Mosts startups like mine are on a tight budget and can’t afford to hire the wrong person. Others, particularly with founders who consider their business their baby, want to make sure the person they hire is a right “fit” for the company. After all, if you’re going to be working with a person closely for most of your waking hours, you want to like them and make sure you’re on the same page. I’m in the middle of the two!

Here are a few must-ask questions for a business owner hiring a new team member. These answers will tell you if the person complements you business, if they’re in it for the long haul, or if they’ll just say yes to the first outside offer they get.

  1. Tell me about your dream job. Some people are desperate for a job (any job!) and you can’t blame them. If they start talking about wanting to work for a major corporation, a clear way to climb up the ladder or otherwise suggest the job they’re interviewing for will never be their dream job, it’s time to cut the interview short. You won’t be doing anyone any favors by moving forward with this candidate as they won’t be working for you long.
  2. Why do you want to work here? This is a must-ask question for any job candidate, and it shows you both where their passions are and/or if they did their research about your company. I like founders that do their research. Startups are fueled by passion, and if a candidate doesn’t even seem clear on what your venture does or why they want to work for you, that says a lot about how their work ethic will pan out. I like to hire people that know a bit about me and my company. I typically tell them to “pitch me” my company as if they are talking to a customer interested in my company. If they do well, it’s a good sign they will be good. Every company needs sales people in every position.
  3. Tell me about a challenging project you managed. Even if you’re not hiring for a management role, you want someone who can take initiative–after all, this is a startup environment. It also shows you how they deal with challenges and conflicts. You want a fighter, not a “flighter” in your venture. Don’t be hard on them if they haven’t had a lot of managerial experience as sometimes these can be amazing. You want to see how they would and have worked in the past.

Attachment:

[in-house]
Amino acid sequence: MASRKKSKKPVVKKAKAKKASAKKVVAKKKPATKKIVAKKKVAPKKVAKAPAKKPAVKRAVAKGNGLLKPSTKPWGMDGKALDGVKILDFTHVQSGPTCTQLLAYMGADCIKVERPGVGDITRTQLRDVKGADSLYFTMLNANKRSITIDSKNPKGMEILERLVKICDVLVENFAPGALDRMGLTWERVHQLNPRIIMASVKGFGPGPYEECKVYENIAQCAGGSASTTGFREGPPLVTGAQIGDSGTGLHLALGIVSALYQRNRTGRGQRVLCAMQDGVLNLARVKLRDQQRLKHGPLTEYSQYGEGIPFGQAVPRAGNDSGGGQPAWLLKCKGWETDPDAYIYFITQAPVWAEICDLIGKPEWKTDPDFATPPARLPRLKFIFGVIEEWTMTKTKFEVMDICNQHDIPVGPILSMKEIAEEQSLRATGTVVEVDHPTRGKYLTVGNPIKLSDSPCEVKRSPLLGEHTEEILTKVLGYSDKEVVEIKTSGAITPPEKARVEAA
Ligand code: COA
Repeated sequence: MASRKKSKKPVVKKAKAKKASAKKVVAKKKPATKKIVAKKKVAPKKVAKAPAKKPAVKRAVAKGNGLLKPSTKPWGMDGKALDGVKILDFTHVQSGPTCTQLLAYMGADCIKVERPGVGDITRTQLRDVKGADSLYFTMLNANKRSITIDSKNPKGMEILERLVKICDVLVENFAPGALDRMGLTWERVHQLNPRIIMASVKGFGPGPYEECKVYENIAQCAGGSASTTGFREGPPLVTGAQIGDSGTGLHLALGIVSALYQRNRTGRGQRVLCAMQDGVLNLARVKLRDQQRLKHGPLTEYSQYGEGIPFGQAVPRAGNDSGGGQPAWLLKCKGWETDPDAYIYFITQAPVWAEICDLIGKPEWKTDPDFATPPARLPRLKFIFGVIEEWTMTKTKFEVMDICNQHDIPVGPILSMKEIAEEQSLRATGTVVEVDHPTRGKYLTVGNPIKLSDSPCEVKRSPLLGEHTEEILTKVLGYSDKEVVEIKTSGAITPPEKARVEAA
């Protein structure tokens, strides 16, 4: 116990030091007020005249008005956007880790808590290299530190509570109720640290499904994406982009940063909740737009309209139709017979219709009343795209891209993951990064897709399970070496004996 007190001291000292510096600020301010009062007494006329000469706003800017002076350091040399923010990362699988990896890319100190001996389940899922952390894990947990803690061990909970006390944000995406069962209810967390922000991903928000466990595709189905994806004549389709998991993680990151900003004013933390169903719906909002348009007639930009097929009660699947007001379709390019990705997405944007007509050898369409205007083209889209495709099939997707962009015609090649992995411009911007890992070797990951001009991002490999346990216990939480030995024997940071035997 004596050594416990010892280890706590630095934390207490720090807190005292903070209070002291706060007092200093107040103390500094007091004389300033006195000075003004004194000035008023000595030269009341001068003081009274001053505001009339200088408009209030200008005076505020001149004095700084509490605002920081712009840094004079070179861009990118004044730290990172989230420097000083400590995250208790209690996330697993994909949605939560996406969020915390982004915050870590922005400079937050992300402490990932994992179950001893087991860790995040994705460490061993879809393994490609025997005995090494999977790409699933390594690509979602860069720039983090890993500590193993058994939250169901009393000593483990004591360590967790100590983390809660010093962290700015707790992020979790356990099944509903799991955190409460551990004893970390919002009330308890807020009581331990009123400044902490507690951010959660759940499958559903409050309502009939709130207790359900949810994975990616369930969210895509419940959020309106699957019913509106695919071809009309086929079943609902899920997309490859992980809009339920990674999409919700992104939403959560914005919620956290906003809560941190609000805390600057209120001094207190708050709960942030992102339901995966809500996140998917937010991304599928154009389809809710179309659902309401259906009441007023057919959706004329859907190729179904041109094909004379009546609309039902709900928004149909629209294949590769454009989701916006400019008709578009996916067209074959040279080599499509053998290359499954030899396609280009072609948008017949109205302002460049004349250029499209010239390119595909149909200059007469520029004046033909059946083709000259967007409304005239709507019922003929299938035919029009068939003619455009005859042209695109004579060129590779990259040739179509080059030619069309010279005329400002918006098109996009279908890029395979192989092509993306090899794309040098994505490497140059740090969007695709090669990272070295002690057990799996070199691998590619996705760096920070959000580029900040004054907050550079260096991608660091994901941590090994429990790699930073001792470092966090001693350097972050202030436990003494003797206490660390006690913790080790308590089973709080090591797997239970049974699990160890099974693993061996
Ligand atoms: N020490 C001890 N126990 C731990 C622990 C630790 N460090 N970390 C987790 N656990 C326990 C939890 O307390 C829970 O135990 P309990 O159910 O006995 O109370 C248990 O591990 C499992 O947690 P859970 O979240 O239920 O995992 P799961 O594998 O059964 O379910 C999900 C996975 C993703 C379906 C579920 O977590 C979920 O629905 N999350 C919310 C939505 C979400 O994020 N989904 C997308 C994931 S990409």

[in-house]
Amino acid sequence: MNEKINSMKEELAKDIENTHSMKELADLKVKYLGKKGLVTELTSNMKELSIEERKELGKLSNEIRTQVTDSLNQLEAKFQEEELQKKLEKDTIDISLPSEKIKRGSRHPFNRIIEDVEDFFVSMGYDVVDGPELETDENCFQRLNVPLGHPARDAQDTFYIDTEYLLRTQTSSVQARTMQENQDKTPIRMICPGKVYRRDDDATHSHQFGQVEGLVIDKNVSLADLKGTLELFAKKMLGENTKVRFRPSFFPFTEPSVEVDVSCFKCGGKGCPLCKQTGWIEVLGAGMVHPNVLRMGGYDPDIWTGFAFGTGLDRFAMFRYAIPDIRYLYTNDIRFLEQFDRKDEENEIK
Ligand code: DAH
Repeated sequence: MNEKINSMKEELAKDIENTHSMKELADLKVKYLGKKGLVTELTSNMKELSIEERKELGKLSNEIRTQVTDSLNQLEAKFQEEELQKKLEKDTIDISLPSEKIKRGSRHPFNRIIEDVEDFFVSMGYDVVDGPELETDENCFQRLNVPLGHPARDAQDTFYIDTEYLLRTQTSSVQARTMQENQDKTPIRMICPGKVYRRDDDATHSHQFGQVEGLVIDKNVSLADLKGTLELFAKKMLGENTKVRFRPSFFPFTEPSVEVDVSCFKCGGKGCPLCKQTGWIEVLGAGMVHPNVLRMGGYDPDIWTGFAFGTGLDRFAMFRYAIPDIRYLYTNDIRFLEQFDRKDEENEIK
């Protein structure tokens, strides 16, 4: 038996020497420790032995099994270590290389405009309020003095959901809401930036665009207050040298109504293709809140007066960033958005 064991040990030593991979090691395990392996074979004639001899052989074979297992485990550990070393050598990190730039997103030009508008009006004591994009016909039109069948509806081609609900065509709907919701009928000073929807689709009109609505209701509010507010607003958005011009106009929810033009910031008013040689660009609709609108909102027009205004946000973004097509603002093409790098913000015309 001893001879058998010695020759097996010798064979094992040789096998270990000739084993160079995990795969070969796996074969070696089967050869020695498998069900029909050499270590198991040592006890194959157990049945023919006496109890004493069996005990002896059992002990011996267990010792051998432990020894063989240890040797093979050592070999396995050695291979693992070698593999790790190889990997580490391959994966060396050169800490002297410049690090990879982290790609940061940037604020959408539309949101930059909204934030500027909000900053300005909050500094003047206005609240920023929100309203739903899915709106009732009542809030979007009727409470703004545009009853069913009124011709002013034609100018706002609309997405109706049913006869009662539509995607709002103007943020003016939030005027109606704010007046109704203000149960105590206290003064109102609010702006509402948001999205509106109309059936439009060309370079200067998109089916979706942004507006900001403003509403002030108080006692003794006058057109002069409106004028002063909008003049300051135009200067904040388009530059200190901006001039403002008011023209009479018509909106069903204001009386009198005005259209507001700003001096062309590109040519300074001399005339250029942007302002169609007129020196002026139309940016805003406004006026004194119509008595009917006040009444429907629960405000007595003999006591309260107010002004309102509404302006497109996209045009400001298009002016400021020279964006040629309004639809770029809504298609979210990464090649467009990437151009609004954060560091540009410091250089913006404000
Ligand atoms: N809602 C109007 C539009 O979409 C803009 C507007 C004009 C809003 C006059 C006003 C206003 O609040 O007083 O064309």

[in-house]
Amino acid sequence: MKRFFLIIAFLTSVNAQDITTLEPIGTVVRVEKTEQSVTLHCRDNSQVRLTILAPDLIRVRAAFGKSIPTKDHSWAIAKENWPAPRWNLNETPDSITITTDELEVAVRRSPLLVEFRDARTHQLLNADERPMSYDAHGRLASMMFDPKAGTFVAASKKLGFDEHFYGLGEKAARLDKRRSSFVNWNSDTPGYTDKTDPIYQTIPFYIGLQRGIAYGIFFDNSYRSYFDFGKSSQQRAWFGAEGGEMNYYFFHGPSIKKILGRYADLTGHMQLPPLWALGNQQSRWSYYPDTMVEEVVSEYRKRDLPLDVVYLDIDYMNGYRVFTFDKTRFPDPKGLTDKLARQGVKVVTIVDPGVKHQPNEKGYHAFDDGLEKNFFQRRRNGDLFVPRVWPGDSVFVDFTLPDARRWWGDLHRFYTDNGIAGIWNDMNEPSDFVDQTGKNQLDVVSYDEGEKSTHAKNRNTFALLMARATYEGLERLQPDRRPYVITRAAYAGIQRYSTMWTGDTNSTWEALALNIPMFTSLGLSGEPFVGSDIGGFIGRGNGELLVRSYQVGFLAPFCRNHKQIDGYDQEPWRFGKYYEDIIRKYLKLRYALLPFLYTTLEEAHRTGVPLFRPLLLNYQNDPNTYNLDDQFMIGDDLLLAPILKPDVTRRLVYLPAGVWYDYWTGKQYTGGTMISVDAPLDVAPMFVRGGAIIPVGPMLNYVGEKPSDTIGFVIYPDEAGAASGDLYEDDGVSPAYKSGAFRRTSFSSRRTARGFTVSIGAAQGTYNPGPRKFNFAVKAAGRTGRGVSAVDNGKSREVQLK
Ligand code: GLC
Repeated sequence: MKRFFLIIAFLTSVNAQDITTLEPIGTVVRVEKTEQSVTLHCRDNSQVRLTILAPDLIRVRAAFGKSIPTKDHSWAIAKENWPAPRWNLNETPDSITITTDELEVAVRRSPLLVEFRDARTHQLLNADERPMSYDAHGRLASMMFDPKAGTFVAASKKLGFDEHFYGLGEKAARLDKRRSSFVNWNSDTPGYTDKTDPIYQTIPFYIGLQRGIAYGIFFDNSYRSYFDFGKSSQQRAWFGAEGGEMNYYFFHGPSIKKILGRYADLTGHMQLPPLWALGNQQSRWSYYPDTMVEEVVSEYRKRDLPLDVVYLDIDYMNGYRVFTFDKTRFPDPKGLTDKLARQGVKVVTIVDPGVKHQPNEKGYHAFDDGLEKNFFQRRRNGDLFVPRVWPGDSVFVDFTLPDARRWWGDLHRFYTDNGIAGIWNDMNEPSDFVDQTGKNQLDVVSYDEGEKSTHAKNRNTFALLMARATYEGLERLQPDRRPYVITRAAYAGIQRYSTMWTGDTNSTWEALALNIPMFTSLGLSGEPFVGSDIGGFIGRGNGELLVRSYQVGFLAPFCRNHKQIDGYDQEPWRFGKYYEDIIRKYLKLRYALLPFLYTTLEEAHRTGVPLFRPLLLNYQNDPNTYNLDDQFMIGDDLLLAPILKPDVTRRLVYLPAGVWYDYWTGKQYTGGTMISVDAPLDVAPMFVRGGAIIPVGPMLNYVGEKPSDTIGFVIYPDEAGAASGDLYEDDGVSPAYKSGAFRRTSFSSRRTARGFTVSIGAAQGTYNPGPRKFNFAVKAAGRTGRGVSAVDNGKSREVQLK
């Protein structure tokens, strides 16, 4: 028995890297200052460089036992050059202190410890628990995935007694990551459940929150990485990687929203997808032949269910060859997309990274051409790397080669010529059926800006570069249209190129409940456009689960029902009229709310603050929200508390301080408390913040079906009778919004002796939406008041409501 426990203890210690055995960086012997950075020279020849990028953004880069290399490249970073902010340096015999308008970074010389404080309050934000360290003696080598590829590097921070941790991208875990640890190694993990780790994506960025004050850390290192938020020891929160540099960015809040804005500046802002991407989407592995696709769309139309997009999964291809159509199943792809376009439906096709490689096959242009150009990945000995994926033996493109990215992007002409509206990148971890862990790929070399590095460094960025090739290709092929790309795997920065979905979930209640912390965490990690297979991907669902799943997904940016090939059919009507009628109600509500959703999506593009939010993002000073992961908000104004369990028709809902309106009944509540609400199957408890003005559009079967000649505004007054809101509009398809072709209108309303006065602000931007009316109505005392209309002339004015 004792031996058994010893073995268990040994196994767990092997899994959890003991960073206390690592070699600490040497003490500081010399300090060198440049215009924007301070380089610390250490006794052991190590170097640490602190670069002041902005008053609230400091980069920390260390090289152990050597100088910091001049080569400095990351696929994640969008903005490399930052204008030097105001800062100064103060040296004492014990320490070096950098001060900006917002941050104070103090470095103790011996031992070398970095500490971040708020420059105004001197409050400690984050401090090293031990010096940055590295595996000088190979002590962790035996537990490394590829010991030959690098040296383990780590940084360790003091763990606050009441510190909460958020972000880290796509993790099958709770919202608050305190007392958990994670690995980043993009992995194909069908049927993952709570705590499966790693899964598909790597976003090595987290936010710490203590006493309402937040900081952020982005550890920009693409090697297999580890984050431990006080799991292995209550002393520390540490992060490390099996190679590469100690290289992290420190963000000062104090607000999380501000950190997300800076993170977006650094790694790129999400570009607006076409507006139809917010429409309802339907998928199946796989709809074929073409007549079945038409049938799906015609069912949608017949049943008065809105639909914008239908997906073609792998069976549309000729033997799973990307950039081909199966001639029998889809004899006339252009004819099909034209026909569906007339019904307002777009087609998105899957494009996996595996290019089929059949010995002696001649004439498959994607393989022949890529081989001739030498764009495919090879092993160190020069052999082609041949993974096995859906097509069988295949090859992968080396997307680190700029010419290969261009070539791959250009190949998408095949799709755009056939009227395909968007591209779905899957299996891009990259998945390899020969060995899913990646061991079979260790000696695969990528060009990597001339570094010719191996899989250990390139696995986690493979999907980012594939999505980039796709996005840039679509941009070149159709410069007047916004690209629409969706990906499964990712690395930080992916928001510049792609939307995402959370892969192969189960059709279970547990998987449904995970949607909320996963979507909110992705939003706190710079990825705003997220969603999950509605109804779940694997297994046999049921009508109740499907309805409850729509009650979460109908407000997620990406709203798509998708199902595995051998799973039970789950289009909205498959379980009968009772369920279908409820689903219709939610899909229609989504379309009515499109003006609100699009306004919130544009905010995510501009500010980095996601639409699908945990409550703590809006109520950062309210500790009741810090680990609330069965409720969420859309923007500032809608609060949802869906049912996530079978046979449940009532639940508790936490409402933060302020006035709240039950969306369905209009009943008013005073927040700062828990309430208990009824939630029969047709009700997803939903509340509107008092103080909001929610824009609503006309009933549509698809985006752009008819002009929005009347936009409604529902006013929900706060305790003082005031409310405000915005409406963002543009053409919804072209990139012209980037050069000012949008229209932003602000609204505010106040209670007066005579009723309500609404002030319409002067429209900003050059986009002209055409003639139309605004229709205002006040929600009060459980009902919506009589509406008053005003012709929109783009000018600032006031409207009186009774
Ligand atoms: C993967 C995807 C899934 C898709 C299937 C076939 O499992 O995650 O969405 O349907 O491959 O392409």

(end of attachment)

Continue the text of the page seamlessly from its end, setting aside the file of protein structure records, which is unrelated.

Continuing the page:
4. Explain how you go the extra mile? Everyone wears a lot of hats in a startup, and it’s nearly guaranteed that anyone you hire will have to step outside of their job description from time to time. This is about flexibility, which is a must-have with a startup. I’m not looking for someone that just does their job. I’m looking for someone that goes above and beyond. One way I like to phrase this is asking them which is better: to finish a task on-time or have it be late and something everyone loves. I love hearing their responses.
  5. Do you think you’d like to start a startup one day? This might be seen as a “trick” question by the candidate, but it shouldn’t. Entrepreneurs are drawn to the startup environment, even if they’re not ready to do it themselves yet. They can learn a lot from your company, and vice versa. Plus, if they do have an idea and it complements your startup, you might even be able to work on it together. I like startup people (even though it’s risky having them work for you). They can bring some of the best ideas ever to your business. You might even want to set aside budget for them to build out part of their dream within your business.

End each interview by asking what the candidate likes to do outside of work. You both love to kiteboard on the weekends? That might tell you a lot more about company culture fit than any other question.

Most importantly, actually follow-up on references and trust your gut. It rarely leads you astray.